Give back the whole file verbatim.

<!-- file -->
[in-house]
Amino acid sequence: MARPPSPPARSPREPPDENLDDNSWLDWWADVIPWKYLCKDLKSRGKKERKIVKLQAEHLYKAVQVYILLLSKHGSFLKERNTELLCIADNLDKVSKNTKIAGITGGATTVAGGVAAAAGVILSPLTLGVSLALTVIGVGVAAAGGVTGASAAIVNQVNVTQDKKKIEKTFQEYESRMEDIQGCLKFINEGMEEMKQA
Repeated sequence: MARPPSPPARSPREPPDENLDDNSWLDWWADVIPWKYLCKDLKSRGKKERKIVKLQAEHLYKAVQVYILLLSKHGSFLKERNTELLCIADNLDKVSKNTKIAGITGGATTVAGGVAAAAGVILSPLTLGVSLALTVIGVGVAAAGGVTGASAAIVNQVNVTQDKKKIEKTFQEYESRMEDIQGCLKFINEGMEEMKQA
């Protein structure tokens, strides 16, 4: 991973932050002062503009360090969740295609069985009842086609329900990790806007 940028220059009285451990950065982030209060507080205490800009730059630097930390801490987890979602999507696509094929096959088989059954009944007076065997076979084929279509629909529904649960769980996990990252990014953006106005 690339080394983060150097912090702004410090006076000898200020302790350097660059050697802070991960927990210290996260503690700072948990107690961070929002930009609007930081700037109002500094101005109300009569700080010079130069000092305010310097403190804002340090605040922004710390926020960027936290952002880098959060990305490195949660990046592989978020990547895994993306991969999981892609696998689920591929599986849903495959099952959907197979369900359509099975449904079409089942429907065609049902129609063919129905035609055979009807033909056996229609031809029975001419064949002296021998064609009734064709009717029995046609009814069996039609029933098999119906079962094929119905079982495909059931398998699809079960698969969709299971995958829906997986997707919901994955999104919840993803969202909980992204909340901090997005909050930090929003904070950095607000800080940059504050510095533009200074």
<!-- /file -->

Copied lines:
[in-house]
Amino acid sequence: MARPPSPPARSPREPPDENLDDNSWLDWWADVIPWKYLCKDLKSRGKKERKIVKLQAEHLYKAVQVYILLLSKHGSFLKERNTELLCIADNLDKVSKNTKIAGITGGATTVAGGVAAAAGVILSPLTLGVSLALTVIGVGVAAAGGVTGASAAIVNQVNVTQDKKKIEKTFQEYESRMEDIQGCLKFINEGMEEMKQA
Repeated sequence: MARPPSPPARSPREPPDENLDDNSWLDWWADVIPWKYLCKDLKSRGKKERKIVKLQAEHLYKAVQVYILLLSKHGSFLKERNTELLCIADNLDKVSKNTKIAGITGGATTVAGGVAAAAGVILSPLTLGVSLALTVIGVGVAAAGGVTGASAAIVNQVNVTQDKKKIEKTFQEYESRMEDIQGCLKFINEGMEEMKQA
């Protein structure tokens, strides 16, 4: 991973932050002062503009360090969740295609069985009842086609329900990790806007 940028220059009285451990950065982030209060507080205490800009730059630097930390801490987890979602999507696509094929096959088989059954009944007076065997076979084929279509629909529904649960769980996990990252990014953006106005 690339080394983060150097912090702004410090006076000898200020302790350097660059050697802070991960927990210290996260503690700072948990107690961070929002930009609007930081700037109002500094101005109300009569700080010079130069000092305010310097403190804002340090605040922004710390926020960027936290952002880098959060990305490195949660990046592989978020990547895994993306991969999981892609696998689920591929599986849903495959099952959907197979369900359509099975449904079409089942429907065609049902129609063919129905035609055979009807033909056996229609031809029975001419064949002296021998064609009734064709009717029995046609009814069996039609029933098999119906079962094929119905079982495909059931398998699809079960698969969709299971995958829906997986997707919901994955999104919840993803969202909980992204909340901090997005909050930090929003904070950095607000800080940059504050510095533009200074």